Employers divided over ban on eastern European migrants

24 August 2006
Employers divided over ban on eastern European migrants

Hospitality employers remain divided over whether there should be a blanket ban on Bulgarian and Romanian immigrants working in the UK when the two countries join the European Union next year.

Last week, British Hospitality Association (BHA) chief executive Bob Cotton called for a temporary ban on migration from the two states after a BHA survey found 70% of London's 300,000-strong hospitality workforce already comes from overseas. It also discovered that 80% of workers in the capital's top 25 hotels are from abroad

"We need to pause for a while and assess the situation," he said. "June's year-on-year employment figures went up by about a quarter of a million, as did the unemployment numbers, which shows the jobs are being filled from overseas."

However, leading industry figures said a blanket ban would not be workable. Thistle Hotels chief executive Tim Scoble said: "I broadly agree with him, but we are taking on eastern Europeans because it's extremely hard to recruit in London at the more unskilled levels."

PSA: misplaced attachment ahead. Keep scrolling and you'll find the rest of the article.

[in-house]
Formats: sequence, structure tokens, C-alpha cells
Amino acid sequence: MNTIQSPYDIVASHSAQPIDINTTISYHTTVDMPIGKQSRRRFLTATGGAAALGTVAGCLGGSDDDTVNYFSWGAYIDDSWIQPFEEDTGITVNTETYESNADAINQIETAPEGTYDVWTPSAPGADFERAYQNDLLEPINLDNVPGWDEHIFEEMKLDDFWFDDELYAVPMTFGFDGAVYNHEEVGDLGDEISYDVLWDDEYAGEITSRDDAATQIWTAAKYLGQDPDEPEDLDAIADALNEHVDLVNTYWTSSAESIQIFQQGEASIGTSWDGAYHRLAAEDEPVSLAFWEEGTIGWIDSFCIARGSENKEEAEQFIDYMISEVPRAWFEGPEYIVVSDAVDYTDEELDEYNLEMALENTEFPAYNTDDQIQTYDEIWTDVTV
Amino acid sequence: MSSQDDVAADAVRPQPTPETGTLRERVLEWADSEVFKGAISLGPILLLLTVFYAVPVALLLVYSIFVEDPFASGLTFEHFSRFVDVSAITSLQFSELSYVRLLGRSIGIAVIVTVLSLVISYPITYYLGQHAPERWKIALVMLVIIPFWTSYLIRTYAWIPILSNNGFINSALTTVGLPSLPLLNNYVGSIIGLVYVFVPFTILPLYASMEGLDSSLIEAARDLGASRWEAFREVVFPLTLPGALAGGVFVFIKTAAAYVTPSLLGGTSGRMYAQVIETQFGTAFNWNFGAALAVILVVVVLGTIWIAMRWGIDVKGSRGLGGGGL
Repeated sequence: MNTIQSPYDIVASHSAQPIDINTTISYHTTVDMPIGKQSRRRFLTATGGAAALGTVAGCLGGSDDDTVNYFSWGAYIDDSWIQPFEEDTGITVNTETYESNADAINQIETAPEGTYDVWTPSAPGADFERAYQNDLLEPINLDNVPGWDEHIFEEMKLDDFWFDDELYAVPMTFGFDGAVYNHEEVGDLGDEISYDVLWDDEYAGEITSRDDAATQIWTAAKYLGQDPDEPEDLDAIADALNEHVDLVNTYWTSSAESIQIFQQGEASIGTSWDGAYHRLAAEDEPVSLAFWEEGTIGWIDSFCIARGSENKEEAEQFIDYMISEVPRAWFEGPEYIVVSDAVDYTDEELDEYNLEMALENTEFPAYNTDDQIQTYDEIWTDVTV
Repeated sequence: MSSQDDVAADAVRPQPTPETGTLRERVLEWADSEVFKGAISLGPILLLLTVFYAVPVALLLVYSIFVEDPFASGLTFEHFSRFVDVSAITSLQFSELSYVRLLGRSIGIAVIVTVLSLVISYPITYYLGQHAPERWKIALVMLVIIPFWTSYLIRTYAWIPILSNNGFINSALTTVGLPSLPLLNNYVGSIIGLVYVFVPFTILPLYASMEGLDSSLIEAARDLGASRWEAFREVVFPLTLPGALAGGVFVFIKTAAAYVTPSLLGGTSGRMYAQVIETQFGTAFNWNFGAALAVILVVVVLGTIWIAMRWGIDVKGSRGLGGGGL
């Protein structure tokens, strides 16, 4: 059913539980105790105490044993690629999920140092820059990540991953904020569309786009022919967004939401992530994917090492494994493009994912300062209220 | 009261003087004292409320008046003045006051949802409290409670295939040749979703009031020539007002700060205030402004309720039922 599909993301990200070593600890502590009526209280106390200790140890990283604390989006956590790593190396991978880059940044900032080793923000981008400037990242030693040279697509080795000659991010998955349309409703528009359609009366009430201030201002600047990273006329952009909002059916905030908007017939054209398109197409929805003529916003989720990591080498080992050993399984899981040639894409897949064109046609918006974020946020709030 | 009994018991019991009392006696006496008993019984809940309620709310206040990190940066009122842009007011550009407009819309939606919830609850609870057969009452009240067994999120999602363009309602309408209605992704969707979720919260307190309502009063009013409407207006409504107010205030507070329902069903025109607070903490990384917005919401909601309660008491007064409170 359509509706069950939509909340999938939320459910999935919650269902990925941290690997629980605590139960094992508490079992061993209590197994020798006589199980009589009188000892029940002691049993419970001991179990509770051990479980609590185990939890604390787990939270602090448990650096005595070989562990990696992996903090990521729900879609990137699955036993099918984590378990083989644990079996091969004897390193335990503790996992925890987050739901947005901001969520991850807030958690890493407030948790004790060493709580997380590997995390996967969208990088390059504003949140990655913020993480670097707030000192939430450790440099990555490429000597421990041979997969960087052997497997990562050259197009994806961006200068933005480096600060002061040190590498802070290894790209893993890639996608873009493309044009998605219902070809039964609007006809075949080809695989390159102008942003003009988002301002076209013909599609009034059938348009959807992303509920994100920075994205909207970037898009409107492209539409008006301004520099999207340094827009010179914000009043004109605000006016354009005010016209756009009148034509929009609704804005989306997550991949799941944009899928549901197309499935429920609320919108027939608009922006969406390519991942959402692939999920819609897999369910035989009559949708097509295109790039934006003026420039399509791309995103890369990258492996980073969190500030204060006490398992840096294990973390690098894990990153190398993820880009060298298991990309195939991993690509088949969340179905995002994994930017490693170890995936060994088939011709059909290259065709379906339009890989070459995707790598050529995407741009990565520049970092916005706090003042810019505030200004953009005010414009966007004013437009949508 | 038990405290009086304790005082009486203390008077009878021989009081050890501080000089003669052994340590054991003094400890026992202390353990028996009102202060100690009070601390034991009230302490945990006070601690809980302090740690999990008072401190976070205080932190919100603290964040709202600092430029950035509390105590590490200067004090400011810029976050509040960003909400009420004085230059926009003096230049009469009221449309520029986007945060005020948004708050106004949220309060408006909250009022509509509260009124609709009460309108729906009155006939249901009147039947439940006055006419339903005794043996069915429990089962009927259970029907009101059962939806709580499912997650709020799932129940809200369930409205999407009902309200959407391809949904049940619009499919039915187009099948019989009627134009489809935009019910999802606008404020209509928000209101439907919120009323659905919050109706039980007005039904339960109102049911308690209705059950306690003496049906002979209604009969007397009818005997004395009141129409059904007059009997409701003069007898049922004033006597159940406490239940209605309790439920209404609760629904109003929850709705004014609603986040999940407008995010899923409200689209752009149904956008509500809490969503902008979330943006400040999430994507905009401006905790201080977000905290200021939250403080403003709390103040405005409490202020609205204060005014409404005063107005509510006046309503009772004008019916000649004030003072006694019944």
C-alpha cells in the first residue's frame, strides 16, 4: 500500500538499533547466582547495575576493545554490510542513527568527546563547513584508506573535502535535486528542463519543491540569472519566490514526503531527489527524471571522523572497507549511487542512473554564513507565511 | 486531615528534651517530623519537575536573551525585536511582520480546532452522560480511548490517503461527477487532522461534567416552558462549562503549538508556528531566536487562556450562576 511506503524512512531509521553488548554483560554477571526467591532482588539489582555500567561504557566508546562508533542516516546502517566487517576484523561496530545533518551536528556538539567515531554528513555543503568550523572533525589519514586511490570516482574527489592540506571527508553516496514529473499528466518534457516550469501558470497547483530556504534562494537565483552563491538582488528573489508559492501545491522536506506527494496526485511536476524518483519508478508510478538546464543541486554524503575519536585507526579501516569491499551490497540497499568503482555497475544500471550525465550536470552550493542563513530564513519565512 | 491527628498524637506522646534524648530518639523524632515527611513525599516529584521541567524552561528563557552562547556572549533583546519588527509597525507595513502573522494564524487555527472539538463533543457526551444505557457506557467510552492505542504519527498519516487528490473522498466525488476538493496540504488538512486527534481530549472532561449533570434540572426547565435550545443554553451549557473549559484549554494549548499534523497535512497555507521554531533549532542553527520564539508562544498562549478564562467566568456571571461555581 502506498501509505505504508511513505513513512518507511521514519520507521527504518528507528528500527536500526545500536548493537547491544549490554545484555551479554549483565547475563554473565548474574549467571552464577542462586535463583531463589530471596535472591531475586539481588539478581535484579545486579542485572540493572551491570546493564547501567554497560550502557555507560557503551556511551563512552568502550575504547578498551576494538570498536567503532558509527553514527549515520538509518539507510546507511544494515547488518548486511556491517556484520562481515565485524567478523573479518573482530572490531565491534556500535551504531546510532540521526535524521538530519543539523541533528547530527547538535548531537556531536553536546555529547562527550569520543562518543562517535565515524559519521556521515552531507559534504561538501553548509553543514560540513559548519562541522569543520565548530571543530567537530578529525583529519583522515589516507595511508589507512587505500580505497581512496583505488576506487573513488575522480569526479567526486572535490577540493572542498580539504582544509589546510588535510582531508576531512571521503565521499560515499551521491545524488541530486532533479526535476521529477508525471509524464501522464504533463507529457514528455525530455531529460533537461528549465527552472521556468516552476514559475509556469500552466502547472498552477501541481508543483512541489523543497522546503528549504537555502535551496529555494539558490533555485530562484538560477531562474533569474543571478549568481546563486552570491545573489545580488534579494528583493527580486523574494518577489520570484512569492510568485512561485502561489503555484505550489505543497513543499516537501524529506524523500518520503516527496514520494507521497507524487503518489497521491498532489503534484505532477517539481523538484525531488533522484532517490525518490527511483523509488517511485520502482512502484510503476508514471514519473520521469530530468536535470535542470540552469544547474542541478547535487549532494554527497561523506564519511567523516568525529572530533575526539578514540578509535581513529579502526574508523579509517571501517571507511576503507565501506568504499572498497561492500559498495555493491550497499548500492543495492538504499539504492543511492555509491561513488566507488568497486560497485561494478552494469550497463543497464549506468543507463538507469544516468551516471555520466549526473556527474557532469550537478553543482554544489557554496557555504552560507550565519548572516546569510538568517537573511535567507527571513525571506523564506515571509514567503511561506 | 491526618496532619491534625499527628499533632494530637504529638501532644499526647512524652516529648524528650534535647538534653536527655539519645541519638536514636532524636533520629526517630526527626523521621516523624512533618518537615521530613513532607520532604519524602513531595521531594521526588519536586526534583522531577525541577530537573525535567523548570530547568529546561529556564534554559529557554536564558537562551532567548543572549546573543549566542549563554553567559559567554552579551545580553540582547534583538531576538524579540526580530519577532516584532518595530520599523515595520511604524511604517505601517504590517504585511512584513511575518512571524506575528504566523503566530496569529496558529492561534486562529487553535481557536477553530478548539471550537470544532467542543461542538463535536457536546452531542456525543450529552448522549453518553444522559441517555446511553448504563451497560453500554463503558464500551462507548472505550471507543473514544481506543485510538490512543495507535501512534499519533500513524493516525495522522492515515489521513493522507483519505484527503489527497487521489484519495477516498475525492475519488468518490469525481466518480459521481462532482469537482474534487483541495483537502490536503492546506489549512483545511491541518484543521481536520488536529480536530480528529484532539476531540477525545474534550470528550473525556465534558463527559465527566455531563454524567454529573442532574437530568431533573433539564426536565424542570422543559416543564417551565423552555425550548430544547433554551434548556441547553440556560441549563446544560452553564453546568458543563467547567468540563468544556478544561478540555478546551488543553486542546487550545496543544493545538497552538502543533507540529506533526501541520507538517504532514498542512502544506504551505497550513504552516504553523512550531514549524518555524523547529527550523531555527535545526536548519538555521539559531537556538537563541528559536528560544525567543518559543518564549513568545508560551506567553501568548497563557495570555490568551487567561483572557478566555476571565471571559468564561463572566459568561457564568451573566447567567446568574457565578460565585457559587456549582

Jane Sunley, managing director of hospitality HR consultancy Learnpurple, said that a ban was "not sensible" and called on UK businesses to do more to recruit and train home-grown talent.

"Employers should identify which are transient workers and which want a career in hospitality - whatever country they are from," she said.

Zahid Kasim, chief executive of three-strong London Indian restaurant group Café Lazeez, has tasked a Russian-based business colleague to examine the hospitality training market in Bulgaria and Romania. "There is very little information, and we need to understand what the training scenario is over there before making any decisions," he said.

Trade and Industry Secretary Alastair Darling last week said there would be no open-door policy for Bulgarians and Romanians, although a Home Office spokesman said no definite decision would be made until a firm accession date had been agreed, with January 2007 the likely date.

Migrant numbers

  • 70% of London's 300,000-strong hospitality workforce are migrants.
  • 80% of workers in London's top 25 hotels are from abroad.
  • 600,000 people have come to the UK from the 10 "accession states" since 2004.
  • 15,000 - the number the Government expected to migrate each year.

    Sources: BHA/Home Office

By Tom Bill

E-mail your comments to Tom Bill](mailto:tom.bill@rbi.co.uk?subject=Employers divided over ban on easterm European migrants) here

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